Lost in Translation? Bilingual Education May Be the Answer
- 30th August 2017
- School of English
Language is a powerful tool that can drive communication, learning and development. Jennifer Zuo, Head of Chinese Business Department at London School of Business and Finance (LSBF) in Singapore, sits down with Julailah Wahid to explain why and how bilingual education can shape minds and elevate one’s learning.
In the age of Google where nearly everything can be translated with a click, is bilingualism still useful and relevant? According to Jennifer, the ability to converse in and understand several languages is more valuable now than ever before.
Jennifer asserts that while technology has enabled ease of communication, its functions are only limited to simple or direct translation – often with lack of context. The internet is helpful for translating basic words and providing general meaning, but “its overall accuracy is often very low or inconsistent”. The problem with ‘machine’ translation is that there is no way to incorporate context.
“Machines won’t be able to give you the real meaning, cultural nuances, and context behind words. As such, you might get ‘lost in translation’. This is where the knowledge of two languages will be of great advantage,” she said.
Promoting Bilingual Education
LSBF is the only private education institution in Singapore to offer Chinese-English bilingual programmes. Jennifer, who heads the school’s Chinese Business Department (CBD), built the programmes’ pedagogy around four key pillars: language, cognition, interpretation, and positive and active learning.
“LSBF’s CBD upholds these teaching philosophies to create a unique teaching model, in order to ensure academic quality and strengthen students’ bilingual learning ability at the same time. The CBD faculty also comprises lecturers with enriched teaching experience, bilingual proficiency, and educational background,” she said.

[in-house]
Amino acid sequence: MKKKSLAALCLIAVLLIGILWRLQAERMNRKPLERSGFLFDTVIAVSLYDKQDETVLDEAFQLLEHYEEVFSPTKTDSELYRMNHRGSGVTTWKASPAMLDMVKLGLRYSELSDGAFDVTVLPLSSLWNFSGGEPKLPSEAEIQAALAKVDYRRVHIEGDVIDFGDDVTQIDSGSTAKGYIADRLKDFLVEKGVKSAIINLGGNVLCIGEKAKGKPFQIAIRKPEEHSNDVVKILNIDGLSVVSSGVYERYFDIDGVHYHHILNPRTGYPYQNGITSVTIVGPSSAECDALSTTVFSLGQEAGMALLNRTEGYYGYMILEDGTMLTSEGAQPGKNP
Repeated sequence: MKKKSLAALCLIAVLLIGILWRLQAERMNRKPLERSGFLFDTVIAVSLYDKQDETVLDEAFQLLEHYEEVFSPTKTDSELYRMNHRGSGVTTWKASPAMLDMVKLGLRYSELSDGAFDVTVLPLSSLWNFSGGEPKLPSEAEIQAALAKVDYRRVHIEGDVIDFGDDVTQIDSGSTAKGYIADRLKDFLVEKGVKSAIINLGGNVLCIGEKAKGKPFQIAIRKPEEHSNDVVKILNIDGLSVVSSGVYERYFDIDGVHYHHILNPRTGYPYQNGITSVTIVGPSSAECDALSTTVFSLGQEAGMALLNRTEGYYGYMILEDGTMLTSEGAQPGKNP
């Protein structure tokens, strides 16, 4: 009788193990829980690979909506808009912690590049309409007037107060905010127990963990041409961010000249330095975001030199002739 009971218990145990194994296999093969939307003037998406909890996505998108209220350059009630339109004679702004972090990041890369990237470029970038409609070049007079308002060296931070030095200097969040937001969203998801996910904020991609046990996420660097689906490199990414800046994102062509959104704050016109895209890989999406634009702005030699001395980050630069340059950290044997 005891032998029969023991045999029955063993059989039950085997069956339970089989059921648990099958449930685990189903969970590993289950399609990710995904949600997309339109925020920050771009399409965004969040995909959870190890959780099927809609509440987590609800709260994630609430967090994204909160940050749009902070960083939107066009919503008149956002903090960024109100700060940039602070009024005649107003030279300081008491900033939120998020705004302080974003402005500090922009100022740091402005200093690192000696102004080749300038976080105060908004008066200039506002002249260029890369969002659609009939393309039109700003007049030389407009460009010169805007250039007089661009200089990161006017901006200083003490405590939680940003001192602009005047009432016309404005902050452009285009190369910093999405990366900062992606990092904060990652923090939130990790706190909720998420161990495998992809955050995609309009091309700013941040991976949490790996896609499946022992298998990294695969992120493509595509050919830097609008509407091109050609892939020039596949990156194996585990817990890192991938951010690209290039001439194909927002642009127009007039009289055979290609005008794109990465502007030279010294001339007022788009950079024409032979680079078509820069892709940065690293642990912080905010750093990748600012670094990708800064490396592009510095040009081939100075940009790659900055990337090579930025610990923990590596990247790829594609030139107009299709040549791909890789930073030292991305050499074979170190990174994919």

The CBD Pedagogy:
The CBD programmes have a unique bilingualism model grounded in sound theory and good practices. While the programmes are designed to give students exposure to the business world, the merit of bilingual education lies in teaching students how to learn and think in two different languages.
Jennifer admits that there are challenges in running bilingual programmes. Some students may feel that it is “impossible to study a course in two languages while others might expect everything to be conducted in bilingual”.
“Due to time and resource constraints, we are unable to offer a programme with 100 per cent bilingual practice. To this end, we have carefully selected certain key modules, such as Business Accounting, Business Economics, and Project Management, to be taught in bilingual,” she said.
As for the other modules, the school provides bilingual slides, study guides, and recommended Chinese and English version textbooks for students’ reference. There are also English courses offered to CBD students.
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